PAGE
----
In what world is having officers surround and shine lights in a person’s car a normal, everyday interaction between citizens, let alone a “voluntary encounter”? It is not. The law in Texas is up to judges and juries. Mimi continually fights such preposterous ransacking of our rights.
What are “voluntary encounters“?
It is the opposite of a “seizure” or “detention,” to be technical. In simpler terms, a “voluntary encounter” means a citizen is free to leave or otherwise ignore the officer. A “voluntary encounter” doesn’t trigger the 4th Amendment, meaning police don’t need reasonable suspicion to detain a person.
In practice; however, it gives the police an easy “out” if their sole, subjective intention is to discover some sort of crime. In other words, police like to use “voluntary encounters” to gather enough facts to support reasonable suspicion. For example, after the “voluntary” encounter, the officer might claim he or she smelled alcohol, thereby miraculously laying the groundwork for the reasonable suspicion detention aimed for.
Related to “voluntary” encounters, police also like to assert their “community caretaking” power. In technical terms, the police have the power to engage someone if that person reasonably appears to be in distress. While “distress” can indicate a medical emergency, it also applies to situations like distraught motorists. In simpler terms, it means that the police don’t need reasonable suspicion of a crime to approach an individual as long as the person reasonably appears to need help.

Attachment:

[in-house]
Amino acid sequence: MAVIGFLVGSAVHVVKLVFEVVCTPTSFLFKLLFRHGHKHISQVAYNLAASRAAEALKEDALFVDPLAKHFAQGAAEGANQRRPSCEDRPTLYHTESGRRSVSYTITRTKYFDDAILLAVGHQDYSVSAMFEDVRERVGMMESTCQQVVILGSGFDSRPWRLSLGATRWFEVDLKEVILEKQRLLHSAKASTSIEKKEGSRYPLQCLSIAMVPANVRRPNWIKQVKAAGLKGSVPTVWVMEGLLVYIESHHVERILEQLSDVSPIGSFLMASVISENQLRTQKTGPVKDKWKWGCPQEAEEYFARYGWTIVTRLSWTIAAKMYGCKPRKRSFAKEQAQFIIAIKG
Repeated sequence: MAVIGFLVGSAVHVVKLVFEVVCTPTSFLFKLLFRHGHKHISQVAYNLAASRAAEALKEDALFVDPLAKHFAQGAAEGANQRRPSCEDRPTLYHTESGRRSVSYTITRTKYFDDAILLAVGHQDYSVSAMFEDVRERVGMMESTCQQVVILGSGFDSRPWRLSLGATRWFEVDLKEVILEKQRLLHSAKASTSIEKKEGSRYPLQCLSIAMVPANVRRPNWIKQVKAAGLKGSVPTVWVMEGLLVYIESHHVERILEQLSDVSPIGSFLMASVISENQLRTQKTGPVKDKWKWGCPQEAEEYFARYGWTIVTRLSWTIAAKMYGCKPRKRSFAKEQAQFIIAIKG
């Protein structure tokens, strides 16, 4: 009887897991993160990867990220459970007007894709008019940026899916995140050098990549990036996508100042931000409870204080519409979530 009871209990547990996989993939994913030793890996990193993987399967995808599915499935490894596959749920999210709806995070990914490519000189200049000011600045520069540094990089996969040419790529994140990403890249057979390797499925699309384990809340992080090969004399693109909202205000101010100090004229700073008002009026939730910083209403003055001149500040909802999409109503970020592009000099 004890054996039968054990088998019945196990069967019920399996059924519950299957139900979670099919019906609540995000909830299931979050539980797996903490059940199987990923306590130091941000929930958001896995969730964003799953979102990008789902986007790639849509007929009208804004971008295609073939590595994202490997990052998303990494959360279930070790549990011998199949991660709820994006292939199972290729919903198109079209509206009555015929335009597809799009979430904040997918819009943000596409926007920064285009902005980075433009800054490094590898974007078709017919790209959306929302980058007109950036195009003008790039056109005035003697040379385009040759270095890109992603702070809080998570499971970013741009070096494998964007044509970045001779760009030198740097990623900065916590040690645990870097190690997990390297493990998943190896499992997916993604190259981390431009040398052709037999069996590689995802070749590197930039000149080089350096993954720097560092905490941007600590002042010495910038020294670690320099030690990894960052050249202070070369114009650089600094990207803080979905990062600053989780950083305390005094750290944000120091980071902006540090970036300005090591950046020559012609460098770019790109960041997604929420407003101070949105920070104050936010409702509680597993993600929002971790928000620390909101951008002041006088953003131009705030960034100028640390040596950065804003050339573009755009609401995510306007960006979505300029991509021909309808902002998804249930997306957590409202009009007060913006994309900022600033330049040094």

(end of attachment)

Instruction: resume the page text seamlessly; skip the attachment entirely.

Courts look at 4 factors when determining the propriety of community caretaking:
The nature and level of the distress exhibited by the individual;
The location of the individual;
Whether the person had access to help independent of that offered by the officer; and
To what extent the individual, if not assisted, presented a danger to himself or others.
What does this mean in simple terms?
In simpler terms, police must show why they believe the person needs help, where the person is, whether other people could provide help, and whether that person might be in danger or their situation harm others. None of the factors, alone, are enough, but when taken together they might collectively justify a community caretaking stop. That said, the first factor is still the heaviest factor.